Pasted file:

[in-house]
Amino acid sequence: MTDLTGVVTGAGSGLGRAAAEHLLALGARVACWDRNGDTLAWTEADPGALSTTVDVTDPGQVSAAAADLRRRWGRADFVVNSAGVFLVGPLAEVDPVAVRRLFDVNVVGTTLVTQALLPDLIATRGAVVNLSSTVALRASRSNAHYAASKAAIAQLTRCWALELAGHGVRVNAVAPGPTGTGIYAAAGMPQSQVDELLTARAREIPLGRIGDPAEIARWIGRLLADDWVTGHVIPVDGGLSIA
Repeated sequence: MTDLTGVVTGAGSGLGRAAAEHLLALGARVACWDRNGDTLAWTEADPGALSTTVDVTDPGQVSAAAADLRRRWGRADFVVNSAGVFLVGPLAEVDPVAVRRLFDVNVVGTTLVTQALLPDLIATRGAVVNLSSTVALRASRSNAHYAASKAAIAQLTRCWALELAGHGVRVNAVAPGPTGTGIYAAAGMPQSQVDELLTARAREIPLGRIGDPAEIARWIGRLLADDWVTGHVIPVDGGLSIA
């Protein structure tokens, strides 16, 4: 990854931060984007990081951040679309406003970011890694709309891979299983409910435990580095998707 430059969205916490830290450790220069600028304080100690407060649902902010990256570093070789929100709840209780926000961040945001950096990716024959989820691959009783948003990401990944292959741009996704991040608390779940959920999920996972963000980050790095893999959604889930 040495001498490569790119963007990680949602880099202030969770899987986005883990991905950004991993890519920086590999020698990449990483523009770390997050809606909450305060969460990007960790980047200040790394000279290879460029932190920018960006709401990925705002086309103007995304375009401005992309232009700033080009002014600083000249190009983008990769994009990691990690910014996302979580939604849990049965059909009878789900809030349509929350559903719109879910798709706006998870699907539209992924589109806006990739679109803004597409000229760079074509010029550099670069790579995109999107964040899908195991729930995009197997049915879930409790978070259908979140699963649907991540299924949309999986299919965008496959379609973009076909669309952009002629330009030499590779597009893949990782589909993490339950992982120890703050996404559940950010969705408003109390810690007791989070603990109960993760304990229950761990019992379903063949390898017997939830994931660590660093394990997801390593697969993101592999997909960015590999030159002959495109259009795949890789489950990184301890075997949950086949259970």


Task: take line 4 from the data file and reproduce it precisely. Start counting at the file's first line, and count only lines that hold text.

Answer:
């Protein structure tokens, strides 16, 4: 990854931060984007990081951040679309406003970011890694709309891979299983409910435990580095998707 430059969205916490830290450790220069600028304080100690407060649902902010990256570093070789929100709840209780926000961040945001950096990716024959989820691959009783948003990401990944292959741009996704991040608390779940959920999920996972963000980050790095893999959604889930 040495001498490569790119963007990680949602880099202030969770899987986005883990991905950004991993890519920086590999020698990449990483523009770390997050809606909450305060969460990007960790980047200040790394000279290879460029932190920018960006709401990925705002086309103007995304375009401005992309232009700033080009002014600083000249190009983008990769994009990691990690910014996302979580939604849990049965059909009878789900809030349509929350559903719109879910798709706006998870699907539209992924589109806006990739679109803004597409000229760079074509010029550099670069790579995109999107964040899908195991729930995009197997049915879930409790978070259908979140699963649907991540299924949309999986299919965008496959379609973009076909669309952009002629330009030499590779597009893949990782589909993490339950992982120890703050996404559940950010969705408003109390810690007791989070603990109960993760304990229950761990019992379903063949390898017997939830994931660590660093394990997801390593697969993101592999997909960015590999030159002959495109259009795949890789489950990184301890075997949950086949259970």